Sector-by-sector Brexit impact forecasts do not exist, says David Davis
Brexit Sector-by-sector Brexit impact forecasts do not exist, says David Davis
Brexit secretary also tells MPs government did not carry out study of economic impact before decision to leave EU customs union
The UK government has produced no economic forecasts on the likely impact of Brexit on various sectors of the economy, the Brexit secretary, David Davis, has t old a committee of MPs who have attempted to examine the studies.
Answering questions from the Brexit select committee, Davis also said there had been no economic impact study undertaken before the cabinet decision to leave the EU customs union, and no assessment had been made of the possible economic effect of a no-deal Brexit.David Davis: we haven't assessed impact of Brexit for different sections of economy - Politics live Read more
âThereâs no systematic impact assessment,â Davis told the committee, which had summoned him to explain why it had not received more information from the studies following a House of Commons vote calling for their release.
Hilary Benn, the Labour MP who chairs the committee, asked Davis if the government had carried out any forecasts on the possible impact of Brexit on the automotive, aerospace, or financial services sectors.
Davis replied: âThe answerâs going to be no to all of them.â
Asked by Benn whether there had been any economic assessment of the impact of leaving the customs union, he replied: âNot a formal, quantitative oneâ.
Benn said Davisâs admission was âquite extraordinaryâ. Davis said it wasnât, arguing that there were a âphenomenal number of variablesâ to take into account.
The government has been under intense pressure to release its impact assessments on Brexit since a Labour motion demanding their publication was passed unanimously in October; Conservative MPs opted not to vote.
Two files of information were passed to the Brexit committee, but some members said they appeared incomplete and limited.
On the impact assessments, a sometimes incredulous-sounding Benn asked Davis how they could not exist when he had told MPs in September last year there were sectoral analyses for âabout 50 cross-cutting sectors, [for] what is going to happen to themâ.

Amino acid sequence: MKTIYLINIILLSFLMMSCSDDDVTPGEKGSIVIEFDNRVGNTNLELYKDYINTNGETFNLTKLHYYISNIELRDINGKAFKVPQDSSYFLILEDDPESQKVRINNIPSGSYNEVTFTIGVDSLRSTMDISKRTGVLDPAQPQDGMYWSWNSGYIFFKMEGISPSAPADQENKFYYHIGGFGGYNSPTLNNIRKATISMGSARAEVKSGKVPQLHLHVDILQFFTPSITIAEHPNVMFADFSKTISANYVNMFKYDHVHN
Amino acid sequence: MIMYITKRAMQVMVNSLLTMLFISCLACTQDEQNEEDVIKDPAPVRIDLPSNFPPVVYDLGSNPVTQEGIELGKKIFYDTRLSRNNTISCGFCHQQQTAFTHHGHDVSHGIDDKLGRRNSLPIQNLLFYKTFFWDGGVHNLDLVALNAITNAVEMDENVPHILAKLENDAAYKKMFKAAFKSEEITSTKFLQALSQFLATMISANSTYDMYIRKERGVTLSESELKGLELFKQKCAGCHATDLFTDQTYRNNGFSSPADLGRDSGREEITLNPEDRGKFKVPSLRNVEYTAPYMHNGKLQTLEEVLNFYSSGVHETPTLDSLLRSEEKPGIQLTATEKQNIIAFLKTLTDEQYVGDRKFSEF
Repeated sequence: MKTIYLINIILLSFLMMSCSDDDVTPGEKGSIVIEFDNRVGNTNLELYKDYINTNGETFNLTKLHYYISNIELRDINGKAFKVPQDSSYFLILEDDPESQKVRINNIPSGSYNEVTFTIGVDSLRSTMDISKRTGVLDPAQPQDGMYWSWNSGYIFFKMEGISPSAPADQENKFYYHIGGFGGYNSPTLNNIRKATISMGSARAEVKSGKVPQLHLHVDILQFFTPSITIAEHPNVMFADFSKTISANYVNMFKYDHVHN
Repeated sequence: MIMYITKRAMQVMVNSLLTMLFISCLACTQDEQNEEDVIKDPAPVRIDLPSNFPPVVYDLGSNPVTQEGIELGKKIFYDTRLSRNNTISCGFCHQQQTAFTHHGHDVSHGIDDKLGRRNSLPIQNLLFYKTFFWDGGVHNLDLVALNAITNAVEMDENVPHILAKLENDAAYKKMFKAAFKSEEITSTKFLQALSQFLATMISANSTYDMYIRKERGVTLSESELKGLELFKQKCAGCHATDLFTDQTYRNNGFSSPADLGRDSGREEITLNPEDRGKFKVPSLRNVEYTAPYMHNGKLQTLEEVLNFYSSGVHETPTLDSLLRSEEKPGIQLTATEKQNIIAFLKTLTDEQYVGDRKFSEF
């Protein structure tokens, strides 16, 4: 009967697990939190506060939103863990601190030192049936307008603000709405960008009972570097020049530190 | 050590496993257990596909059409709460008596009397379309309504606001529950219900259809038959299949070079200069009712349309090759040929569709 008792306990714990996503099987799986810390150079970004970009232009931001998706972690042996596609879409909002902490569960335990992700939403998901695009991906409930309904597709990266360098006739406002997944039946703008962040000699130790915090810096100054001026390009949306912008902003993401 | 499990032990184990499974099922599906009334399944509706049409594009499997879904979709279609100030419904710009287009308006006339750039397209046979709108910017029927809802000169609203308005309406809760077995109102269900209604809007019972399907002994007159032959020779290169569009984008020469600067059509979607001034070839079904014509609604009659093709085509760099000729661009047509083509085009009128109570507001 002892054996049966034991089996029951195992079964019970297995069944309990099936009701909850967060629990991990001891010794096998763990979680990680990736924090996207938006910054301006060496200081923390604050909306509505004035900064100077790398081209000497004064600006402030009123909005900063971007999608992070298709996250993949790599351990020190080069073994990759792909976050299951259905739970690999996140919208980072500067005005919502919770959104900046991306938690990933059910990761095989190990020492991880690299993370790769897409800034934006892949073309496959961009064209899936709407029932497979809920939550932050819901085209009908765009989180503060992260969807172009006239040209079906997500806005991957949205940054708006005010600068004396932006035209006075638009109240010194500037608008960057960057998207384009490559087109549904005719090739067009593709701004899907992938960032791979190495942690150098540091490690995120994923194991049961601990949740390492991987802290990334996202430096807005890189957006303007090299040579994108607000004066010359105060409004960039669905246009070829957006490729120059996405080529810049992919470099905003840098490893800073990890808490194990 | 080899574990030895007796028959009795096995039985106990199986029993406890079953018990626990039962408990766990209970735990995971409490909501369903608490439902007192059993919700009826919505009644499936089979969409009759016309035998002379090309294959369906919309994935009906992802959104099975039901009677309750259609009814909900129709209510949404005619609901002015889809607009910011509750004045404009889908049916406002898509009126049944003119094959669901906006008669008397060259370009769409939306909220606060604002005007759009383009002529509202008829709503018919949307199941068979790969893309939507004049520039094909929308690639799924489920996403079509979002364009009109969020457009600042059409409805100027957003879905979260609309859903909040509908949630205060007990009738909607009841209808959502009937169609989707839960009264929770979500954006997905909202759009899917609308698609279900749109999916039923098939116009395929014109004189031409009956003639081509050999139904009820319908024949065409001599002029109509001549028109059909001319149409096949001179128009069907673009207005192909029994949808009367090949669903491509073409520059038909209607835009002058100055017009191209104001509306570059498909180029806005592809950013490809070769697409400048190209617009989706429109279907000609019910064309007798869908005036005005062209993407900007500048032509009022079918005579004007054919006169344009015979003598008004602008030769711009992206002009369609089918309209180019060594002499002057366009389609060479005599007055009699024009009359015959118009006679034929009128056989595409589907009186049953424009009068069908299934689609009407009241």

Benn said: âNow that sounds very clear to me that the government has been looking at the impact on individual sectors. And yet youâve told us a moment ago you havenât done that yet. Which is it? Either it has happened or it hasnât.â
Davis said: âDo not draw the conclusion that because you use the word impact you have written an impact assessment.â The studies conducted, he said, were not a âquantitative economic forecast of outcome. That is not there. We havenât done that.â
Davis argued that there was a misunderstanding over what the government had done. These were, he said, sectoral analyses, started in 2016, which were âessentially looking at what the industries consist of, looking at the size of them in terms of revenue and capital and employment and so onâ.
âThatâs all very useful and itâs the underpinning of a lot of policy, but itâs not a forecast of the outcome of leaving the European Union, or indeed various options thereof,â Davis said.
The documen ts passed to the committee contained information compiled âas best we couldâ, and left out information that could undermine the UKâs negotiating position or commercial confidentiality and sensitivity.
Benn asked: âJust to be clear, has the government undertaken any impact assessments on the impact of leaving the EU for different sectors?â
âNot in sectors,â Davis said, adding that the Treasury had produced a âpretty crudeâ forecast of overall possible economic impact of Brexit.
Benn pressed: âThe answer to the question is no?â
âNo,â Davis replied, explaining that such models were ânot as straightforward as people imagineâ due to the many variables. The sector-by-sector studies were begun when it was thought the talks with the EU might go ahead on this basis, he added.
Impact assessments would begin âa little closer to the negotiating timetableâ, Davis told the committee. âWe will at some stage â" and some of this has been initiated â" do the best we can to quantify the effect of different negotiating outcomes as we come up to them.â
Asked later about what work the government had done to plan for the possibility of leaving the EU without a trade deal, Davis said this also did not include any impact assessment.
âThe contingency planning will look at, for example, how in [a no-deal scenario] one facilitates customs traffic with minimum inconvenience if we donât have a customs arrangement; how one ensures we have bilateral aviation deals that are in place on the day that we leave so thereâs no hiccup there,â he said.
âAll of those things, they donât have numbers attached to them, they have actions and practical facts. This is why I keep on saying to you: donât conflate this with some sort of forecast.âTopics
- David Davis
- European Union
- Foreign policy
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